There’s something so special about homemade eggnog and it is surprisingly quick and simple to whip up, literally. Whether for your Christmas get-together or a New Year’s party, I hope you enjoy it.
Warmest wishes for a Merry Christmas and a very Happy New Year!
In a large bowl, beat eggs at the highest speed until lemon colored. Add sugar; beat until thickened. At low speed, blend in cream and milk. Stir in rum. Pour into punch bowl; lightly sprinkle with nutmeg. Makes 10 one cup servings.
Coconut, finely chopped nuts, mixture of 1/2 unsweetened cocoa powder and 1/2 powdered sugar.
Place butter, baking chocolate and sweetened condensed milk in 2 quart heavy saucepan. Heat over low heat, stirring constantly, until mixture is melted and smooth. Continue cooking and stirring, over low heat, for 10 minutes, until mixture is very thick, smooth and glossy. Do not boil. Remove from heat; stir in powdered sugar and vanilla. Pour into a shallow glass pan. Press plastic wrap onto chocolate surface. Refrigerate at least 6 hours or overnight, until firm. Shape small amount into 1-inch balls; roll in desired coating. Cover and refrigerate till firm, about 4 hours. Store in refrigerator. Makes 30 - 35 truffles.
In a large bowl, combine butter, sugar and eggs, mixing well. In another bowl, combine flour, baking powder, salt and nutmeg. Stir into butter mixture alternately with eggnog; mix only until dry ingredients are moistened. Fold in fruits and nuts. Spoon into a greased 8 1⁄2” x 4 1⁄2” loaf pan.
Optional: Place alternately red and green maraschino cherries down center of loaf before baking.
Bake at 350 degrees for 65 - 70 minutes or until bread tests done. Yield - 1 loaf.
This is so good for Christmas breakfast, spread with butter and served with your favorite hot drink.
This recipe originated from the 1972 Family Circle library of cookbook. I was engaged to be married and received the set for an engagement gift. I still have the set today. I made these meatballs for the first time in 1973 to bring to a bridal shower for my now sister-in-law. They were a big hit than, and I still get requests for this recipe. Whether it is for a Christmas party, or church supper, or pot luck, you won't go wrong by bringing these meatballs. Deviled ham adds an extra spicy flavor to the beef and veal mixture, and a creamy dill sauce tops them off. Makes about 60-65 small meatballs.
Combine beef and veal, deviled ham, evaporated milk, eggs, onion, bread crumbs, and seasonings in a large bowl; mix lightly with a fork till all is combined. Shape into small meatballs about the size of a ping pong ball. Makes approximately 60. Spray a large baking pan with cooking spray. Put meatballs in a single layer and bake in a preheated 400 degree oven for 20 - 25 minutes or till cooked through. Spoon into a chafing dish or crock-pot and pour creamy dill sauce over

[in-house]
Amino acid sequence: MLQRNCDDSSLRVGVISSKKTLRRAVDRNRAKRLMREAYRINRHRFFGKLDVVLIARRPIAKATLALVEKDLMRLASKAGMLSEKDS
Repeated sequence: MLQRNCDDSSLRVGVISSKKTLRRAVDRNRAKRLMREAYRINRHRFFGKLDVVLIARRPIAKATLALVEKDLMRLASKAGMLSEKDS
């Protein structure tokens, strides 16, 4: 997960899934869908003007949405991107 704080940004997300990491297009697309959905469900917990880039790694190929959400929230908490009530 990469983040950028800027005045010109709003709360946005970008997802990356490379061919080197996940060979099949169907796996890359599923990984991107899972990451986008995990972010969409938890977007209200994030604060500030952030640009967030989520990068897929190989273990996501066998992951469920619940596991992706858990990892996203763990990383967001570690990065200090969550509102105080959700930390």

Creamy dill sauce:
Make the base ahead, if you wish, ready to stir in sour cream and seasonings and heat just before serving. Makes about 2 cups. Melt butter in small saucepan, blend in flour and salt; cook, stirring all the time, just until mixture bubbles. Stir in water slowly; continue cooking and stirring until sauce thickens and boils 1 minute. Stir in sour cream, ketchup, and dillweed; heat just to boiling point.
It's time to think about Christmas Cookies! If you happen to go to any cookie swaps, this would be a great recipe to bring. I added it to my Christmas cookie list about eight years ago and it has become one cookie I do every year now. It’s on my table at my Christmas Eve Open House, and I have taken it to many cookie swaps. It is a bit of pecan pie in a delicious, buttery shortbread cookie crust. This recipe makes about 48, 2” x 1 1/2 " bars.
Preheat oven to 350 degrees. Spray 15” x 10 x 1” inch baking pan with no-stick cooking spray.
In a large bowl with mixer at medium speed beat 2 1/2 cups flour, 1 cup (2 sticks) cold butter (no substitute) cut into pieces, 1/2 cup sugar, and 1/2 teaspoon salt until mixture resembles fine crumbs. Press firmly into prepared pan. Bake 20 - 25 minutes or until light golden brown.
While cookie crust is in oven, in a large bowl beat 4 eggs, 1 1/2 cups light corn syrup, 1 1/2 cups sugar, 3 tablespoons melted butter, and 1 1/2 teaspoons vanilla, until well blended. Stir in 2 1/2 cups of pecans that have been chopped into large pieces. Immediately pour this over the baked hot crust, spreading evenly. Bake 25 minutes or until filling is firm around edges and slightly firm in the center. Cool completely before cutting into 2 x 1 1/2 inch bars.
Makes 12 – 14
It's the day after Thanksgiving, and the last thing you probably want to do is more baking. But if you have extended company staying for the weekend, go the extra mile and bake up these muffins for breakfast. This recipe won 1st place in a national recipe contest out of more than 4,000 entries for muffins. They are delicious with a cup of coffee, or a glass of cold milk, whether at breakfast, or a snack any time of day. Go easy on the chocolate chips so that it is not too sweet. The accompanying espresso spread is also delicious on bagels
Espresso spread (makes 1 cup):
To make the spread, in a food processor or blender, combine the spread ingredients. Cover and process till well blended. Cover and refrigerate until serving. In a mixing bowl combine flour, sugar, baking powder, cinnamon and salt. In another bowl, stir milk and coffee granules until coffee is dissolved. Add butter, egg, and vanilla; mix well. Stir into dry ingredients just until moistened. Careful not to over mix. Fold in chocolate chips. Fill greased or lined muffin cups two-thirds full, bake at 375 degrees for 17 - 20 minutes or until muffins test done. Cool for 5 minutes before removing from pans to wire racks.